event.  The lead flight attendant began asking me questions about what I saw when I came on the scene and she was impressed with my words and knowledge and was very underwhelmed by the two women who pushed me aside doubting that I could be a Nurse Practitioner.  The lead flight attendant relayed my competency to the flight captain who asked me to make the call, based on the man’s condition, if we should turn around and return to L.A. or if the man was stable enough for us to proceed to Florida.  Of
course, I chose the latter, but only after I carefully assessed
the man’s level of stability.  The captain designated me over

the two women to be the point of contact and health care decision maker for the duration of the flight.  I was again asked for my credentials and I gave my business card which further proved my legitimacy.  The flight attendant turned to me and apologized for pushing me out of the way echoing what the lead flight attendant had said that I should have been over the scene from the beginning.  They offered me all the snacks and drinks I could ever want free of charge in what appeared to be an apologetic gesture.  By this time, everyone on the plane knew that I was, as they called it, “medical.”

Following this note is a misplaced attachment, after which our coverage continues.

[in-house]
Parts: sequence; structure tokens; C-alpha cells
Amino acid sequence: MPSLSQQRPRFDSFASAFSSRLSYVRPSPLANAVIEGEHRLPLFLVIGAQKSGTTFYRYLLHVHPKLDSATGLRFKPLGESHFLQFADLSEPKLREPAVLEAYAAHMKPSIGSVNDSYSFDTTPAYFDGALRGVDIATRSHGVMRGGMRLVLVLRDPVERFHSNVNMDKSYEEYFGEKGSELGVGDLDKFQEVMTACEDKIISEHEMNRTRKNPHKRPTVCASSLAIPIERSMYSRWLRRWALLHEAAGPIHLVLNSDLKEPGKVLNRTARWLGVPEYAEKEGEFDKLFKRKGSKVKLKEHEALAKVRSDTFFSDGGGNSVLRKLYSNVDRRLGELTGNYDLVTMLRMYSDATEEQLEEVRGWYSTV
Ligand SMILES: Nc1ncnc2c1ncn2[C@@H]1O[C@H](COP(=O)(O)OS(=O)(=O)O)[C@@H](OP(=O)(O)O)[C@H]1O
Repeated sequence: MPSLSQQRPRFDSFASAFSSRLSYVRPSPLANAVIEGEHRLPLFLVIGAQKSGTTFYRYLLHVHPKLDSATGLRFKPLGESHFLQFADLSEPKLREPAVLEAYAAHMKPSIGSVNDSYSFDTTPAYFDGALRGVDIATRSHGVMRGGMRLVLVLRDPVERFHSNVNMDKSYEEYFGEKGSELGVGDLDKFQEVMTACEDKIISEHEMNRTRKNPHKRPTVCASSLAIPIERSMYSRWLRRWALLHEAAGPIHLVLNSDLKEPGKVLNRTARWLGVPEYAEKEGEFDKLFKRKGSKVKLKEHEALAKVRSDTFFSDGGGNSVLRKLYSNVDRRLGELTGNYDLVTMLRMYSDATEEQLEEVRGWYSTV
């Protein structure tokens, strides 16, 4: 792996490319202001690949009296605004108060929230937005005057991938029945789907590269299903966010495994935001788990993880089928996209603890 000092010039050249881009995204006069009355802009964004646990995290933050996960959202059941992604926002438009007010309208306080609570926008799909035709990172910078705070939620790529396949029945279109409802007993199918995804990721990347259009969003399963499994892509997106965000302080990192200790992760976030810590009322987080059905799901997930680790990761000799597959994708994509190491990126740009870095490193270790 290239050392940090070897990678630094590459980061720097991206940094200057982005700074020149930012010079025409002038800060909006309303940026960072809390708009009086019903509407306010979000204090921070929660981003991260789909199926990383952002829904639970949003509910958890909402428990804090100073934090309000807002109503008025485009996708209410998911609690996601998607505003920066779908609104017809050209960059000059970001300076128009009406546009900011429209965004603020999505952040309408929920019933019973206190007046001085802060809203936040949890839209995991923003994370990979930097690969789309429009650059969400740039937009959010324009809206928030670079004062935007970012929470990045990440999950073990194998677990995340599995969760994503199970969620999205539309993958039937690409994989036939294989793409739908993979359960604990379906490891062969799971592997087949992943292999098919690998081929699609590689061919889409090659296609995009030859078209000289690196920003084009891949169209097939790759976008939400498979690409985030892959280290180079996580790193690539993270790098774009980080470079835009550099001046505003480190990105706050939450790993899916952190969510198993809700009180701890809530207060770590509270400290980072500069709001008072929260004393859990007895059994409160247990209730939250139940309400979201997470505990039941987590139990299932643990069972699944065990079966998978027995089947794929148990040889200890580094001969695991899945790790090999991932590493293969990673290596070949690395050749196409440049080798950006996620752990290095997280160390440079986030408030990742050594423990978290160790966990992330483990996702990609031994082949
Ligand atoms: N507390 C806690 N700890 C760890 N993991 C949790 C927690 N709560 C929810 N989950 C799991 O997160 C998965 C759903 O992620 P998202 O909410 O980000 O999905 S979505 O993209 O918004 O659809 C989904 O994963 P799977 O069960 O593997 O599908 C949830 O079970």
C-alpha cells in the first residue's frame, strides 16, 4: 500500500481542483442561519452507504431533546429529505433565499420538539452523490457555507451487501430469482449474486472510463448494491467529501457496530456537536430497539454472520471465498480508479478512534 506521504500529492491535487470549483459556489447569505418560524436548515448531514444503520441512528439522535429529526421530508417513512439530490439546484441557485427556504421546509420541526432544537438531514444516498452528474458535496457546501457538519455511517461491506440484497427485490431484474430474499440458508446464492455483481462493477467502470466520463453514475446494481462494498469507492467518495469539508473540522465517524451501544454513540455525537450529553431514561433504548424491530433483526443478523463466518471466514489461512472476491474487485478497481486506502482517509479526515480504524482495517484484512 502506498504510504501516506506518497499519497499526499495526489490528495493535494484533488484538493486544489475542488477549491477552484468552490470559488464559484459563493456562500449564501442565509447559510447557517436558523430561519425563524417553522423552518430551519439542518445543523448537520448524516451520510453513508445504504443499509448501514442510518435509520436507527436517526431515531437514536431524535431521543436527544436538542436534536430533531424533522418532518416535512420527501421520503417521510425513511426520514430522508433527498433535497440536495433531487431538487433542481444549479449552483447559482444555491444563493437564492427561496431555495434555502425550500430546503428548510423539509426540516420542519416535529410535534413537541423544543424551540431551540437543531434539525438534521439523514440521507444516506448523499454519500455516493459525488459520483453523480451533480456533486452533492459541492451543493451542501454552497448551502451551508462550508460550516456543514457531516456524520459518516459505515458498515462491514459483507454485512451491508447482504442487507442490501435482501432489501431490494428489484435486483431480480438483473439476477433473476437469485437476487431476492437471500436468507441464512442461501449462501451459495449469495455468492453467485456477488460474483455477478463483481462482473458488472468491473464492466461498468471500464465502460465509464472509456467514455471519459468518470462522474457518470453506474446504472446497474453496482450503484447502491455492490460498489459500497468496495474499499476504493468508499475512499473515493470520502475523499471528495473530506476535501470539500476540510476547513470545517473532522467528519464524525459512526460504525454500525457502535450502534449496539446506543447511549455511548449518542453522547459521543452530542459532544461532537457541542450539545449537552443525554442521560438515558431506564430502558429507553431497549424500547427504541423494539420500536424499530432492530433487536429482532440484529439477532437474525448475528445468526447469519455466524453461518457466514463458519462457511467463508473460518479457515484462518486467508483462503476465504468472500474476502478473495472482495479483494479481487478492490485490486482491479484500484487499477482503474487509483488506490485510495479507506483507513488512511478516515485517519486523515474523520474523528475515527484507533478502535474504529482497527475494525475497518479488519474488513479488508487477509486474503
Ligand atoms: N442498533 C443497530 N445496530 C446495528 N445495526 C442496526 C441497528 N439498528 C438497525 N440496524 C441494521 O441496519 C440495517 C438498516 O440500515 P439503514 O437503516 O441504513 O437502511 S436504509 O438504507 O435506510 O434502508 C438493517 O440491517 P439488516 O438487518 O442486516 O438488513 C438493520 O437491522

When everything went down and I rushed to help the fallen man, everyone judged me by my appearance and it was pretty obvious that no one believed that I was a Nurse Practitioner when I said that I was.  When the flight attendant had the opportunity to choose either myself (the first person to respond that helped her lift the man out of his seat and place him on the floor) or the older, conservative women that responded after I did with the same exact claim that I had of being a Nurse Practitioner, the flight attended chose the two older women.  They were believable by their word, but it wasn’t until I pulled out my Nurse Practitioner license and showed it to the flight attendant that my words were believable.  Turned out, I was the most competent and effective of the respondents and I was the one who was preferred by the captain to be the point of contact when all was said and done although I was the guy that looked less the part!  I apparently didn't fit the description of what they perceived a Nurse Practitioner to look like.  I had on my orange Gators pullover with jeans.  Maybe my hair didn't look neat enough? Maybe I didn't sound like a Nurse Practitioner when I spoke up and said that I was.  Or maybe it is what it is:  I just look "different" from those ladies to put it politely.  Whatever the case, the last person that they thought could be the hero ended up being the person that saved the day.  They underestimated who I was and what I was capable of all because they judged me by my cover.  That's why we should be careful about judging people based on their appearance.